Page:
Ms. Meadows also noted that the state legislature, which was meeting late last week to give final approval to the state budget, had already agreed to provide money for the teachers’ retirement system and the health-insurance program for state employees.
46 Counties Affected
Before the schools were closed late last week, the strike had spread to 46 of the state’s 55 counties.
In Greenbrier County, where the board of education had threatened to fire all striking teachers if they did not return to the classroom by March 14, teachers agreed to return to work this week.
In return, the board of education agreed to join the Greenbrier County Education Association in calling for a special legislative session before Sept. 1.
Houston Arbuckle, the president of the teachers’ association, said teachers feared that the county, with the backing of the state education department, would carry out its threats to make an example of the county’s striking teachers.
“There was a good deal of evidence that they were planning on following through,” Mr. Arbuckle said. About 350 of the county’s 400 teachers went out on strike, he said, and about 200 of those teachers continued to picket after receiving notices that they would be fired.
“The tension was what I had never experienced before,” he said. “There were people who had to be helped off the picket line because their nerves totally gave out. It was very scary.”
Finding new solutions to teachers’ longstanding complaints is complicated by the fact that West Virginia’s student enrollment has dramatically declined as residents moved to other states in search of work.
Mr. Morse said the state has lost 72,000 school-age children in the past 15 years and is expected to lose 25,000 more in the next seven years.
Current, the state’s public-school enrollment is about 328,000.
Educators say teachers are also leaving the state. Graduates of the state’s teacher-education programs are lured to North Carolina and other nearby states by higher salaries and a more attractive working climate. Tales abound of experienced teachers who left the state and who are now earning $8,000 to $10,000 a year more than they did in West Virginia.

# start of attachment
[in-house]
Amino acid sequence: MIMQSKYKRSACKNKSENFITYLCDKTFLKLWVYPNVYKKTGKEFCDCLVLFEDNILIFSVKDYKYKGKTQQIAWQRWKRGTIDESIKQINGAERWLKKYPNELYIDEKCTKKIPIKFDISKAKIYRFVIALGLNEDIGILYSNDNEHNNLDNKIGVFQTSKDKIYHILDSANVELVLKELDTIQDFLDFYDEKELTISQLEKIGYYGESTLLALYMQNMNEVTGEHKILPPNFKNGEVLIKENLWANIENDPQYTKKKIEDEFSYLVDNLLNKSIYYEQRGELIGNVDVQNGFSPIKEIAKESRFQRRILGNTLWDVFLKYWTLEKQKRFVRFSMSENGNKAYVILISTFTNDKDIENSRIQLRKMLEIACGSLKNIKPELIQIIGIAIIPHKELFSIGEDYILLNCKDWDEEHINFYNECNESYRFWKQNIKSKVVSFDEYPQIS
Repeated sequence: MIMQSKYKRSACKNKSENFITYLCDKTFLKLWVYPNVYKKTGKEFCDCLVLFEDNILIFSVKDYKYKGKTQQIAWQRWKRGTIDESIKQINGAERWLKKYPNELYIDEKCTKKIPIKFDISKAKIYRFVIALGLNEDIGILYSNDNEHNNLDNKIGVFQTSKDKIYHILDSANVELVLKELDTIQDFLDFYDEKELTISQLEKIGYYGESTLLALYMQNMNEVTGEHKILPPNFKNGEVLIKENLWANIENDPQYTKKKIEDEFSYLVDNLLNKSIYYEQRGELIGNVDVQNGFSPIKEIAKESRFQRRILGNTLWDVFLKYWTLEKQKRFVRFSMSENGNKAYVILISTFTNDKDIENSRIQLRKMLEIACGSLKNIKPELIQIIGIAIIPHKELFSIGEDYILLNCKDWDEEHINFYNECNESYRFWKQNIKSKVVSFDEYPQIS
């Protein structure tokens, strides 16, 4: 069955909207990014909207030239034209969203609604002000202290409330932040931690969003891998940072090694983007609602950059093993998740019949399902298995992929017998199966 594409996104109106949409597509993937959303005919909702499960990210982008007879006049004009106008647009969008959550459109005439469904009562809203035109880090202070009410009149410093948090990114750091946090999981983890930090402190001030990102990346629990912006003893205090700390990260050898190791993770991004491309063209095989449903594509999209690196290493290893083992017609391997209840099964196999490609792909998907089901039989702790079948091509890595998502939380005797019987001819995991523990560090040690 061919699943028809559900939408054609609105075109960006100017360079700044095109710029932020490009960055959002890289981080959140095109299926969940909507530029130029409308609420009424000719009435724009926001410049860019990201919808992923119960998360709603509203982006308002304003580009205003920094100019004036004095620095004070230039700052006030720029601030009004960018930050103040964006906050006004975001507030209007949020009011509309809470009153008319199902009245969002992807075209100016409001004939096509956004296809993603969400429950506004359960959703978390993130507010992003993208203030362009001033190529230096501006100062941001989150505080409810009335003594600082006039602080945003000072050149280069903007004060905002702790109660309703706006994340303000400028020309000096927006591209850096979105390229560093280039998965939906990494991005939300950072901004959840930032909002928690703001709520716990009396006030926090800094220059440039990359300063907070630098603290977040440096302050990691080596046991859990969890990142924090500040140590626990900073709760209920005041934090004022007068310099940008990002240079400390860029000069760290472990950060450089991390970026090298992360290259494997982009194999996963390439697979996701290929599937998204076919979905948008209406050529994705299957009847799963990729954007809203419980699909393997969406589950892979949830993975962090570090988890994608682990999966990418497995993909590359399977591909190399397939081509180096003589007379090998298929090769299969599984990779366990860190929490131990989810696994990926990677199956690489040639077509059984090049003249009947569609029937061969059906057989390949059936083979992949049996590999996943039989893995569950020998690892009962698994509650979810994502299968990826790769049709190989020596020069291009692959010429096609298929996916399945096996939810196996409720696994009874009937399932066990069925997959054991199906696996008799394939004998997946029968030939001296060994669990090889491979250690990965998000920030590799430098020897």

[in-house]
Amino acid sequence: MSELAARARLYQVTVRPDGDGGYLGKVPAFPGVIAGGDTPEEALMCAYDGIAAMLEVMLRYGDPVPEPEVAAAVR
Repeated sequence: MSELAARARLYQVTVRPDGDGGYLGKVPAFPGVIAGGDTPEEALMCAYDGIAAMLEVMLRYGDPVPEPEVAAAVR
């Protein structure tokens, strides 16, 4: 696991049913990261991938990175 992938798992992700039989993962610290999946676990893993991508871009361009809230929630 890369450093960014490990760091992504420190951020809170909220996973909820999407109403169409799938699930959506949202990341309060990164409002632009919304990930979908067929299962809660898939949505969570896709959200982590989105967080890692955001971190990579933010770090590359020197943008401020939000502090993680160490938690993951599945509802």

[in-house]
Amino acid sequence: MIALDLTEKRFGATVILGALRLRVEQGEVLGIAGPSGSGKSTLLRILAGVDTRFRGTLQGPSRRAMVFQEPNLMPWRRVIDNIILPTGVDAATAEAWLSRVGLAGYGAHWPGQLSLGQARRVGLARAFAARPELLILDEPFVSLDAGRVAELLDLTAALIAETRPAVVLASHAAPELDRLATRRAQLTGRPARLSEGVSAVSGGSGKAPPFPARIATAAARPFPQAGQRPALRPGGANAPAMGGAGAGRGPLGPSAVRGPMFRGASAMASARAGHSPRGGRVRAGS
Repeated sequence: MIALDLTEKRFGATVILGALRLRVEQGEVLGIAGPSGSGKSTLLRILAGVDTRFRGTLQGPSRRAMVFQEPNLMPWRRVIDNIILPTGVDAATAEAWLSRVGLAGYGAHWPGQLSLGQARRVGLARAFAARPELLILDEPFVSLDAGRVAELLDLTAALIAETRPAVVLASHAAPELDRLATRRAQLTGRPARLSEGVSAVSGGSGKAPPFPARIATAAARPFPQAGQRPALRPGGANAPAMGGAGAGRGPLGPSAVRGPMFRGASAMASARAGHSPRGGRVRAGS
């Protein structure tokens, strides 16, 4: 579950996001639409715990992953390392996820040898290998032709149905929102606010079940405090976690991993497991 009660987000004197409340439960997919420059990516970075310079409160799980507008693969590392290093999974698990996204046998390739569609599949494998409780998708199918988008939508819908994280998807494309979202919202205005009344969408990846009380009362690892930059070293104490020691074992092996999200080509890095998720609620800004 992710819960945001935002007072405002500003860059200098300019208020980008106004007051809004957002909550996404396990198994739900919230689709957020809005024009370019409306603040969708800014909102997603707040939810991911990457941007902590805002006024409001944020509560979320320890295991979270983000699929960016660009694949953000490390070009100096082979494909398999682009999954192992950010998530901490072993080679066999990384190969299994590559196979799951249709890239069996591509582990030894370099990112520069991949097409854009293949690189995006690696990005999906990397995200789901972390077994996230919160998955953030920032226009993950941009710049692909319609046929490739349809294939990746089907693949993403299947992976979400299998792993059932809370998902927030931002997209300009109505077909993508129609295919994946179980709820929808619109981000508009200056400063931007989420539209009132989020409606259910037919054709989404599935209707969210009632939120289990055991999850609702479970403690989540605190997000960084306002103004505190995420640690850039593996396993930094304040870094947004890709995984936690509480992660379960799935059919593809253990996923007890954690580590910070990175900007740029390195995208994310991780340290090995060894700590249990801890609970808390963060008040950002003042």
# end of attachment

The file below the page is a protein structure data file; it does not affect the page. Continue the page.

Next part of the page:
In his initial offer to the teachers’ unions March 5, Governor Caperton offered 5 percent salary increases that would have been partially financed by a $1-a-ton increase on coal produced in the state. The offer was withdrawn after the W.V.E.A. refused to call off all strike threats.
The Governor’s new proposal makes no mention of a coal tax, which many here said was doomed because of opposition by the powerful coal lobby.
“King Coal” and the timber industry are widely viewed as controlling the legislature, which many teachers say gives big business unfair tax advantages.
“The feeling many people have is that a lot of out-of-state landlords who own a great portion of the state capitalize on the wealth and leave nothing behind,” Mr. Lautar of the W.V.F.T. said.
Before the strike began, the W.V.E.A. had suggested that the legislature pass an “excess acreage tax” on landowners with more than 1,000 acres, excluding farmland, to require coal and timber companies to pay their “fair share” of state taxes.
In a televised address last week, Governor Caperton noted that funding for public education has increased by $120 million since he took office 14 months ago. The Teachers’ Retirement System was 17 months away from insolvency when he took office, he said, while the Public Employees Insurance Agency was one year behind in paying for health-insurance claims.
The state is now “solvent,” the Governor said, adding that “No governor, no legislature, has done more for education than we have.”
“Let us not kid ourselves,” Mr. Caperton said. “It is very easy to say that the teachers need an additional pay raise, but the difficult part is finding out whose taxes are going to be raised.”
A version of this article appeared in the March 21, 1990 edition of Education Week as W.Va. Schools Ordered Closed As Strike Enters Second Week